3-D Effects Take Audience on a Journey to the Center of the Earth (Movie Review)

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Eric Brevig’s first major film project, Journey to the Center of the Earth 3-D is not the most innovative script nor is it filled with the most breath-taking acting, but the 3-D special effects he brings to the screen are so spectacular, that the decent plot and cast are hoisted above mediocre to make this new take on Verne’s classic entertaining and exciting.

Brevig is not new to film-making despite this being his first mainstream presentation with his name at the top of director’s list. He has taken unit directorial roles on films such as Shaymaylan’s The Village and the recent version of Wild Wild West starring Will Smith. Journey to the Center of the Earth 3-D is not a straight forward unfolding of the Verne story and the directing, therefore, needed to take a new approach as well. Brevig did not have a lot with which to work, but he had enough to allow him to make the film a success.

The main cast was good enough, Brendan Fraser being the “big” name, and they accomplished what they needed to do; that being propel the story forward to make room for the special effects. There really is not much to say about the acting. It is sufficient and convincing enough for what it is. The writing is superficial at times and what do most audience members expect? Nothing more, I suspect. Most people are there to see things in depth and jump out of their seats when objects and creatures spring from the screen!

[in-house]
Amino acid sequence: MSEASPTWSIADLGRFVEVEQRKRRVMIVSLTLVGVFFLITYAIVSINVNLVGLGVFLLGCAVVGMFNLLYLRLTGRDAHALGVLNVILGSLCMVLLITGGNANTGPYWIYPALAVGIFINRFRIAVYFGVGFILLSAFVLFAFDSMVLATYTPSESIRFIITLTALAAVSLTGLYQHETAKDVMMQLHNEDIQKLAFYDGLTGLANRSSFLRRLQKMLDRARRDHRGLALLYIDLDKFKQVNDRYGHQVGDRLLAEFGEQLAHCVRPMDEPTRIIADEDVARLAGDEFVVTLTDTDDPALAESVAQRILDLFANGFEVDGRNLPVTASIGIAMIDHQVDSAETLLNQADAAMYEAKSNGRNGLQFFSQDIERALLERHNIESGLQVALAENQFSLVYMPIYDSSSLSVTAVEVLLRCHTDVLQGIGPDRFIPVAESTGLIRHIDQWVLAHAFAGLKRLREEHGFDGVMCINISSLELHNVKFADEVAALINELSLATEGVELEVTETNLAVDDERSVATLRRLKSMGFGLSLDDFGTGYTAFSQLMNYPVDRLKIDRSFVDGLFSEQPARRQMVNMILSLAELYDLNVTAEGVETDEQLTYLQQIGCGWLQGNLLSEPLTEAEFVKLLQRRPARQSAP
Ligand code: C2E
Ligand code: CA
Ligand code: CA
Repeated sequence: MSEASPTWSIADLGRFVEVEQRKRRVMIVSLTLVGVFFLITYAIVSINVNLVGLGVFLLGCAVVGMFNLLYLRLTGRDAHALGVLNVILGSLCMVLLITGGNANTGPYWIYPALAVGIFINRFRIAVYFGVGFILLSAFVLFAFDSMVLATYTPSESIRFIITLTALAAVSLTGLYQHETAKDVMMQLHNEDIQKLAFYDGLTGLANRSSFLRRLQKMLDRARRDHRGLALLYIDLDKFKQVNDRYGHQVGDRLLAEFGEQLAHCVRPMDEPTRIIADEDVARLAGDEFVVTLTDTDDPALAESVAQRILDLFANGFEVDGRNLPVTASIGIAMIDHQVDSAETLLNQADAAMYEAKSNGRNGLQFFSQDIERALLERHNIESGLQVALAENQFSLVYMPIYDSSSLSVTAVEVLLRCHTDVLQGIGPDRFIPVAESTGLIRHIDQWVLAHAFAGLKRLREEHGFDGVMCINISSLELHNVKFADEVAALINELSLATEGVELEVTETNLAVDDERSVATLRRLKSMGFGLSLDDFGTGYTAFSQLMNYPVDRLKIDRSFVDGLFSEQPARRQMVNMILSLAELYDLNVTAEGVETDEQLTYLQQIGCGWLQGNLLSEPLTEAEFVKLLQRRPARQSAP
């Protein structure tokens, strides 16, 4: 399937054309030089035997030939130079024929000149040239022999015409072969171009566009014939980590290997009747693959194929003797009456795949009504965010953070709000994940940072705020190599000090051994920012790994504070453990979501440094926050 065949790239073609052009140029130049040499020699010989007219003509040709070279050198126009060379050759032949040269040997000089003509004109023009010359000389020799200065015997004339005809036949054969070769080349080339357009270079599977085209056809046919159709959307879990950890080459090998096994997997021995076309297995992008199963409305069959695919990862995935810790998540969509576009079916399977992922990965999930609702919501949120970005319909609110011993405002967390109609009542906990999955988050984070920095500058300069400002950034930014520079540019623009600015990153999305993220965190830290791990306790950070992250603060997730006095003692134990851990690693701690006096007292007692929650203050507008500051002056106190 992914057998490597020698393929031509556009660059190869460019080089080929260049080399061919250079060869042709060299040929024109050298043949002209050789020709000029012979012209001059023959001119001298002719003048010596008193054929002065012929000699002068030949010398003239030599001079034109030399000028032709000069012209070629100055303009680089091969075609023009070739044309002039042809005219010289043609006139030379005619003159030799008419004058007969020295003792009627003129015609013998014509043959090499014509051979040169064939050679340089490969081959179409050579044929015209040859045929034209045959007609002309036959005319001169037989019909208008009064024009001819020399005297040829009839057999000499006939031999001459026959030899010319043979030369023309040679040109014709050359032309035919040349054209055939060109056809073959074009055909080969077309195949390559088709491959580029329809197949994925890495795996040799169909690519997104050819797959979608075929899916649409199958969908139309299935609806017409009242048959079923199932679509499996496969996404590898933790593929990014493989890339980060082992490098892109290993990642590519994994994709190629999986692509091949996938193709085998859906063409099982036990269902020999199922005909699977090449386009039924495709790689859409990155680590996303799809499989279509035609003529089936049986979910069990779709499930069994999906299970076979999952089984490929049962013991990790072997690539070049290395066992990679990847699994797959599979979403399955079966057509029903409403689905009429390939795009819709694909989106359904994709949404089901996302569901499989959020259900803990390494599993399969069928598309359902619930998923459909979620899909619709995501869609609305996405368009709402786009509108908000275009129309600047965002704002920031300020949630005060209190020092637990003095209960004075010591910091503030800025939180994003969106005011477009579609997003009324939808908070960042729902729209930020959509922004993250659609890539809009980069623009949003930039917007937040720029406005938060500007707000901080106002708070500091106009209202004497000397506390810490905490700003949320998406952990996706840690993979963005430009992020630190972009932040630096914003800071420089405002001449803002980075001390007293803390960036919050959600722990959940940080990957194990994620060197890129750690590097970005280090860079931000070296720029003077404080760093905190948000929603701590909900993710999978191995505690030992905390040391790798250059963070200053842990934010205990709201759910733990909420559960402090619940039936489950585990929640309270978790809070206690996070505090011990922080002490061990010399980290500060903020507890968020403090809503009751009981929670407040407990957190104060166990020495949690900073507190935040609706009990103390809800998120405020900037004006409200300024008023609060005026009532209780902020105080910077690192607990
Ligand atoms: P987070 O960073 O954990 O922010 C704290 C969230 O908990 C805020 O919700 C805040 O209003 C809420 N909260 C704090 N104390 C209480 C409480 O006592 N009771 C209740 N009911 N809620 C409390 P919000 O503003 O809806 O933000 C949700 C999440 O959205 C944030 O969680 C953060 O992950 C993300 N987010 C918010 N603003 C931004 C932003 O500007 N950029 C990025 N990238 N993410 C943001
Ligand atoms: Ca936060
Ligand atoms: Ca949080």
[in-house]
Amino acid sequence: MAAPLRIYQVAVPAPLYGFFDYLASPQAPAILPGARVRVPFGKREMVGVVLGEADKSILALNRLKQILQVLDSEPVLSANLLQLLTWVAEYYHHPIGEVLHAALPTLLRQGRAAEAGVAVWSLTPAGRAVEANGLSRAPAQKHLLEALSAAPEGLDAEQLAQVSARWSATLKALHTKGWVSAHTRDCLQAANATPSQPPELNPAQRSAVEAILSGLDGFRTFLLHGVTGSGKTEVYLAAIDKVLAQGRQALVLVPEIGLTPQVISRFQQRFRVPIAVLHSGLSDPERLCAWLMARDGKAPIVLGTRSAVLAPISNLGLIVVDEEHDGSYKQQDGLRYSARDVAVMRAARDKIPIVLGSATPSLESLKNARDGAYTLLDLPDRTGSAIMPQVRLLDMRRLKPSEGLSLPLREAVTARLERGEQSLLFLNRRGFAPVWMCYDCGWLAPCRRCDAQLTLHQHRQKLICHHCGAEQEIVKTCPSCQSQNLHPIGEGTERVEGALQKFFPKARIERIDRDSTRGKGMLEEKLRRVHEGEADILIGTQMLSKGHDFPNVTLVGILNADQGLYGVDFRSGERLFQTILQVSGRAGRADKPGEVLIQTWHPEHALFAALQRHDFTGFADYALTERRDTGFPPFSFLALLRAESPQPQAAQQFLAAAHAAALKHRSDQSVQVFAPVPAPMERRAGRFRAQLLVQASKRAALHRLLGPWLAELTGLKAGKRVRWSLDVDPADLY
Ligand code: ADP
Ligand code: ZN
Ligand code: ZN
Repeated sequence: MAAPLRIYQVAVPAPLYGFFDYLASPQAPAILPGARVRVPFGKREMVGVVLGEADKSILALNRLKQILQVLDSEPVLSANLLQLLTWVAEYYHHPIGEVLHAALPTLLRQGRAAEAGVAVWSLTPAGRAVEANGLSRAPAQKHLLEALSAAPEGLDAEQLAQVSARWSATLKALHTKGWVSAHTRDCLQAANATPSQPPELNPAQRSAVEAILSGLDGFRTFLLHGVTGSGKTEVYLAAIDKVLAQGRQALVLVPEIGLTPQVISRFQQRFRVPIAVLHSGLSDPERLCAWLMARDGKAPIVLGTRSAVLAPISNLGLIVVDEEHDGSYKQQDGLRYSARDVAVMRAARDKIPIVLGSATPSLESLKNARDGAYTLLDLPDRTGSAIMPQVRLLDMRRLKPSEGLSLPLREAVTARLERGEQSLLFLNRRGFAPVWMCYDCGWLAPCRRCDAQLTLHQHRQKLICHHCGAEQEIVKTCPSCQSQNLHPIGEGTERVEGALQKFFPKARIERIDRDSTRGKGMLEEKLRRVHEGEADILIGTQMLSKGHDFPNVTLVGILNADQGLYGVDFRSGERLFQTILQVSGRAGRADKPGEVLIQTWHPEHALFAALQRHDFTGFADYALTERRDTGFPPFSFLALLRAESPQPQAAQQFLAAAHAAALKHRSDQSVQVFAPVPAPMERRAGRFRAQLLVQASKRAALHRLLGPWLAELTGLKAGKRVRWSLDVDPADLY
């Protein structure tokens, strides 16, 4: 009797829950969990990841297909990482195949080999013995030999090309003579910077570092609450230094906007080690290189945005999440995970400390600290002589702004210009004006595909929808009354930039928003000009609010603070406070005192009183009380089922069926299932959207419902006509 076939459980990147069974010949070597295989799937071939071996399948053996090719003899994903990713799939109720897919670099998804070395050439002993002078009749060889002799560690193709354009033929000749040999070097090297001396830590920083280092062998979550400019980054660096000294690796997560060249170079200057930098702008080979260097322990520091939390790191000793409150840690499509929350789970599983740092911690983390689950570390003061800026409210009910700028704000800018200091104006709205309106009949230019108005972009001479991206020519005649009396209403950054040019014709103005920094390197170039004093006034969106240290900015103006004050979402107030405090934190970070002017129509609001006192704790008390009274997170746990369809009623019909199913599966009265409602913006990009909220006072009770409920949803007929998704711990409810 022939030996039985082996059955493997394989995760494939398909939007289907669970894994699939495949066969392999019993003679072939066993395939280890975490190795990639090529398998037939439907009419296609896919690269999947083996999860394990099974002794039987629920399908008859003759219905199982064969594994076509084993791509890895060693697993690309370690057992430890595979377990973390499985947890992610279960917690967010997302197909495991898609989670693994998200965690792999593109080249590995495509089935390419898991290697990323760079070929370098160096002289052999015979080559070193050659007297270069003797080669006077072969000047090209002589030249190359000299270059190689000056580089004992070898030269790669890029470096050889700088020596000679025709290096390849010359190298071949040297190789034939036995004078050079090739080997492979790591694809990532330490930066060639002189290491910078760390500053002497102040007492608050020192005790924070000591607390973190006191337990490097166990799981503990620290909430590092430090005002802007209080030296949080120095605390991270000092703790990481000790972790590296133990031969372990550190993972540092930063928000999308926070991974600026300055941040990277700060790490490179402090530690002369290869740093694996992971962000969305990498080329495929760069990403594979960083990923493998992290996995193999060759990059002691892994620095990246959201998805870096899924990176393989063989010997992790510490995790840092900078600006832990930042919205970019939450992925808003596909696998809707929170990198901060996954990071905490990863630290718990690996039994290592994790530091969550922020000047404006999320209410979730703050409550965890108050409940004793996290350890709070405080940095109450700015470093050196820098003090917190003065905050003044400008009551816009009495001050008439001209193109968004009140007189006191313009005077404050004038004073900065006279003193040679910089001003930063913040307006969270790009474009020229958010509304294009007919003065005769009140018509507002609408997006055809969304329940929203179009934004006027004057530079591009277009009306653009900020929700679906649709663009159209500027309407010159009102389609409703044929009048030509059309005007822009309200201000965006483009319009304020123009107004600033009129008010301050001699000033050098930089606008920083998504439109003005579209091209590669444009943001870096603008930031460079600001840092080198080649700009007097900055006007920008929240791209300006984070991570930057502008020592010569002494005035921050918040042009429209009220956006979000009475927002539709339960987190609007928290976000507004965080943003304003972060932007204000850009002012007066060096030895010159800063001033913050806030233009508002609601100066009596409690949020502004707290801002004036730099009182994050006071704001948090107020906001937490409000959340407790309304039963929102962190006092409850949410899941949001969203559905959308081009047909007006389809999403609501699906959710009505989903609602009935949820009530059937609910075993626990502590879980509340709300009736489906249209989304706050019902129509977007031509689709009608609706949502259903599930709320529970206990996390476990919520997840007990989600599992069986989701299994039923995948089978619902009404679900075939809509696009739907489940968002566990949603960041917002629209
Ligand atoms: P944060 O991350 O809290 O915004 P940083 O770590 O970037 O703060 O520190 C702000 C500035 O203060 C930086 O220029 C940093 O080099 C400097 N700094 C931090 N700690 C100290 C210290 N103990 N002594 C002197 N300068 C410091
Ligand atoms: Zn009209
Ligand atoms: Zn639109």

With that purpose in mind, no one will be disappointed by this film. Typical and expected 3-D effects are used and many simple objects usually overlooked in a film are given new attention through cinematographic choices enhancing the 3-D feel of the movie. The film uses the latest polarized glasses technique to make the illusion work and as long as the film is in focus, it works wondrously! Magical landscapes, unknown beasts, drastic and sudden movement, even a few classic fair-ride type thrills are thrown in just to keep the third dimension in the forefront of the viewers’ minds. No time for worrying about the suspension of disbelief in this film: the plot, writing, and acting are all secondary to the optical fun that awaits the audience. Even most of the trailers where in 3-D, probably to get you ready for the film as much as to show off the effects for other upcoming 3-D movies.

Overall, Journey to the Center of the Earth 3-D is fun and exciting for all. Nothing ridiculously scary or violent, while still holding the chills, thrills, and spills one hopes for in good 3-D film. The effect has come a long way since the original version of The Mask and The Thirteen Ghosts, Gorilla at Large, and the Kikaida Movie. Science at work, boys and girls, and that means entertainment galore! Bravo, Brevig! Journey is well worth experiencing on the big silver screen!

write by Howard Malan

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